CachedDet := DetCache:-cached_det;M := LinearAlgebra:-RandomMatrix( 50, 50, 'outputoptions' = [ 'datatype' = 'integer' ] ):
time( CachedDet( M ) );time( seq( CachedDet( M ), i = 1 .. 10 ) );You can use Maple's dynamic nature to create a procedure that automates the creation of cached versions of procedures. This allows you to apply the technique to already coded routines, without having to recode them. Here, we develop a Maple procedure called CachedProc that, when applied to a Maple procedure, returns a new procedure that employs the caching optimization.restart:CachedProc := proc( p ) local m; # Build the caching module m := module() local theArgs, theResult; export cachedProc; # Create the optimised procedure cachedProc := proc() local lastArgs, lastResult; lastArgs := theArgs; lastResult := theResult; if [ lastArgs ] = [ args ] then lastResult else try lastArgs := args; lastResult := p( args ) catch: error end try; theArgs := lastArgs; theResult := lastResult end if end proc end module; eval( m:-cachedProc )end proc:cint := CachedProc( radnormal@int );time( cint( sin(x^4), x ) );time( cint( sin(x^4), x ) );The sort of computation for which this kind of optimization is suitable is illustrated by the following example. Here, a list of 1000 entries is sorted, and a procedure is mapped onto the list. When the list contains many duplicated elements, caching can reduce the time required.r := rand(1..10):L := sort( [seq(expand(ChebyshevT(r(),x)),i=1..1000)] ):nops( L ), nops( convert( L, 'set' ) );time( map( CachedProc( radnormal@int ), L, x ) );time( map( radnormal@int, L, x ) );evalf( % / %% );
<Text-field style="Heading 1" layout="Heading 1" bookmark="bkmrk1">Remembering Extra Information</Text-field>The remember option cannot always be used on a procedure. The result of a computation may depend on the values of global or environment variables. A procedure may also return a result in a parameter passed as a name. (For details, see Procedure parameter definition and type checking.) The built-in procedure evalf has a specially managed remember table that, in addition to storing the arguments to a call, stores the current value of the environment variable Digits, upon which the results of evalf depend. This kind of facility is not provided by the remember option.You can implement your own procedures that store extra information, such as the values of global or environment variables, by using modules.Here, the procedure f depends on the global variable t. The results of calling it with the same argument may differ if the value of t at the time of the call is different.f := proc( x ) global t; x + tend proc:t := 2:f( 2 );t := 3;f( 2 );For procedures such as this, the remember option is not valid.f := proc( x ) global t; option remember; x + t end proc:t := 0:f( 2 );t := 3:f( 2 );To take advantage of memoizing optimizations for procedures that have "external" dependencies, you can use a module to provide a "safe" environment in which to store previously computed results, and which stores--in addition to the argument sequence--all required external information. An implementation of a memoized variant of the procedure f above follows. This technique uses a local variable of the module memo_f to hold a table in which the values that have been computed are stored. The values are keyed on both the argument x and the global variable t.memo_f := module() export f; local memory; # table in which to store results f := proc( x ) global t; if assigned( memory[ t, x ] ) then memory[ t, x ] else memory[ t, x ] := x + t end if end proc;end module:f := memo_f:-f;t := 0;f( 2 );f( 2 );t := 3;f( 2 );f( 2 );An alternative technique is to use a helper procedure that takes extra arguments (in this case, just one) that does not depend on any external state and to which the remember option may validly be applied. The procedure of interest can then call the helper procedure, passing any required external values as extra arguments.Here, for example, the procedure f is written to call the helper procedure remf, which takes two arguments and to which the remember option may validly be applied. It passes the value of the global variable t as a second parameter to remf.remf := proc( a, b ) option remember; a + bend proc:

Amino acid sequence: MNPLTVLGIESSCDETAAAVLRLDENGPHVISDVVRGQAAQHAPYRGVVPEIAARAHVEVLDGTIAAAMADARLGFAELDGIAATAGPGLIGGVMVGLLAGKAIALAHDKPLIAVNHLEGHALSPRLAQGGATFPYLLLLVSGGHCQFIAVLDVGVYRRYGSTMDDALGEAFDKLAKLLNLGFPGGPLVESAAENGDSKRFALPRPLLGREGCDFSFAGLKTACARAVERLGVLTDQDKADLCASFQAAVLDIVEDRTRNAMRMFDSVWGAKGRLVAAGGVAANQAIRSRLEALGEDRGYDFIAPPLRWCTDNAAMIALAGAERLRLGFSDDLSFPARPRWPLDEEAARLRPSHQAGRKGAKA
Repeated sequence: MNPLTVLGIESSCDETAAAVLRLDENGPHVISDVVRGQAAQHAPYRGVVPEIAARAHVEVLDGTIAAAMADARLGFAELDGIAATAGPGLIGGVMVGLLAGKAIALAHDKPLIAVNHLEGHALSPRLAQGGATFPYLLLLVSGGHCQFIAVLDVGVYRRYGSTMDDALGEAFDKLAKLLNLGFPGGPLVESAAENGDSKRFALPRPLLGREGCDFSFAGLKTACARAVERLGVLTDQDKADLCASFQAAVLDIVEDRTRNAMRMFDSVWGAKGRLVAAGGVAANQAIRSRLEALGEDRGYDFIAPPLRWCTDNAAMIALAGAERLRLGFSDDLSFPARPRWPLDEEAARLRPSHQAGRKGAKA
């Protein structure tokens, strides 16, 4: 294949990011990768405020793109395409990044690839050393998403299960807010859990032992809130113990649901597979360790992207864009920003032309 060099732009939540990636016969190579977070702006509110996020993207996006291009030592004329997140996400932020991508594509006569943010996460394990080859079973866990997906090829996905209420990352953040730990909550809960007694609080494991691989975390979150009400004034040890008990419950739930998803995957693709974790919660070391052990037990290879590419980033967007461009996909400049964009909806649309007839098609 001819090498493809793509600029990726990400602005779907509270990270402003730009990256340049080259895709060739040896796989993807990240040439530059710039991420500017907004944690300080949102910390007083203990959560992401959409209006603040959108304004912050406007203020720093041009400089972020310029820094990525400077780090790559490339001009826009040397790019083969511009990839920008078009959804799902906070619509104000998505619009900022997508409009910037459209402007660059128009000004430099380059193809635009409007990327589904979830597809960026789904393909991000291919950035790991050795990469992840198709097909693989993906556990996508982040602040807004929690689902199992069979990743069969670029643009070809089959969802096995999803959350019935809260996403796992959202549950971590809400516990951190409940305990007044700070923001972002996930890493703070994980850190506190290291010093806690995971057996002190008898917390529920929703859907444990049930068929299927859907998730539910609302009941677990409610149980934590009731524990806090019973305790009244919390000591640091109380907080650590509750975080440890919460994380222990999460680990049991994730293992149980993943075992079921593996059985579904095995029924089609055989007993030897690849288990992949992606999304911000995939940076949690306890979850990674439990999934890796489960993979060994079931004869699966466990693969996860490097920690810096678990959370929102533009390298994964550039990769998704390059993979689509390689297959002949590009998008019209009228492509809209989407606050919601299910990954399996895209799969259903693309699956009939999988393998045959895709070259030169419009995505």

f := proc( x ) global remf, t; remf( x, t )end proc:This technique also works well, but suffers the disadvantage that the helper procedure remf, and thus its remember table, are globally accessible and subject to "tampering."
<Text-field style="Heading 1" layout="Heading 1" bookmark="bkmrk2">Performing Selective Memoization</Text-field>Another case in which special-purpose memoization code may be useful is for selective memoization, in which only certain among the previously computed values are to be stored. For example, there may be two cases in a computation, one of which is expensive. Results that were obtained by expensive computation can be stored, while those that are able to be computed cheaply need not be.pgcd := proc( a, b, p ) if type( [ a, b ], '[ zppoly, zppoly ]' ) then modp1( Gcd( a, b ), p ) else modp( Gcd( a, b ), p ) end ifend proc:p := 11:pgcd( 13, 4, p );a := modp1( ConvertIn( 1 - (p-1)*T + T^2, T ), p ):b := modp1( ConvertIn( 1 - (p-1)*T - T^2, T ), p ):g := pgcd( a, b, p ):type( g, 'zppoly' );#store the results of polynomial gcd's but not integer gcd's
pgcd_memo := module() local memory; export pgcd; memory := table(); pgcd := proc( a, b, p ) if type( [ a, b ], '[ zppoly, zppoly ]' ) then memory[ a, b, p ] := modp1( Gcd( a, b ), p ) else modp( Gcd( a, b ), p ) end if end proc;end module:pgcd := pgcd_memo:-pgcd;pgcd( 15, 13, p );pgcd( a, b, p );Return to Index for Example Worksheets